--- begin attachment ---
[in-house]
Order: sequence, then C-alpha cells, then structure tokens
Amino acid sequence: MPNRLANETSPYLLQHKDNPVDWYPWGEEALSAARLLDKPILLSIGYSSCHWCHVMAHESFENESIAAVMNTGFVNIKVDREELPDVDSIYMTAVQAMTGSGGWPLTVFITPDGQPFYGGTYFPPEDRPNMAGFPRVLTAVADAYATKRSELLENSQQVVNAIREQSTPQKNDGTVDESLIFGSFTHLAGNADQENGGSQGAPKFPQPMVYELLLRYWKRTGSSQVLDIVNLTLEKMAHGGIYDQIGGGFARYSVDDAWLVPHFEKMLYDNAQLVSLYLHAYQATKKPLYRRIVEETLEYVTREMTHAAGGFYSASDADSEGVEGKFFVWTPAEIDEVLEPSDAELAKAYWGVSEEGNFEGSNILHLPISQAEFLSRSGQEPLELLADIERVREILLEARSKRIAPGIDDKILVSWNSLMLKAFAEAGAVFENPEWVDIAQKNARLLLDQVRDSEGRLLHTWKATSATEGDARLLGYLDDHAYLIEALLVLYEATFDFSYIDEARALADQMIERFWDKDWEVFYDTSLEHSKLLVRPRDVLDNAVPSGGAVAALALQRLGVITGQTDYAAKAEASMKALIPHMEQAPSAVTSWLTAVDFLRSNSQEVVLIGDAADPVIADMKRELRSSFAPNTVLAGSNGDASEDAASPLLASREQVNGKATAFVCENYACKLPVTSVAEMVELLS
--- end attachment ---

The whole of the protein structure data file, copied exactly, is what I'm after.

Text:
[in-house]
Order: sequence, then C-alpha cells, then structure tokens
Amino acid sequence: MPNRLANETSPYLLQHKDNPVDWYPWGEEALSAARLLDKPILLSIGYSSCHWCHVMAHESFENESIAAVMNTGFVNIKVDREELPDVDSIYMTAVQAMTGSGGWPLTVFITPDGQPFYGGTYFPPEDRPNMAGFPRVLTAVADAYATKRSELLENSQQVVNAIREQSTPQKNDGTVDESLIFGSFTHLAGNADQENGGSQGAPKFPQPMVYELLLRYWKRTGSSQVLDIVNLTLEKMAHGGIYDQIGGGFARYSVDDAWLVPHFEKMLYDNAQLVSLYLHAYQATKKPLYRRIVEETLEYVTREMTHAAGGFYSASDADSEGVEGKFFVWTPAEIDEVLEPSDAELAKAYWGVSEEGNFEGSNILHLPISQAEFLSRSGQEPLELLADIERVREILLEARSKRIAPGIDDKILVSWNSLMLKAFAEAGAVFENPEWVDIAQKNARLLLDQVRDSEGRLLHTWKATSATEGDARLLGYLDDHAYLIEALLVLYEATFDFSYIDEARALADQMIERFWDKDWEVFYDTSLEHSKLLVRPRDVLDNAVPSGGAVAALALQRLGVITGQTDYAAKAEASMKALIPHMEQAPSAVTSWLTAVDFLRSNSQEVVLIGDAADPVIADMKRELRSSFAPNTVLAGSNGDASEDAASPLLASREQVNGKATAFVCENYACKLPVTSVAEMVELLS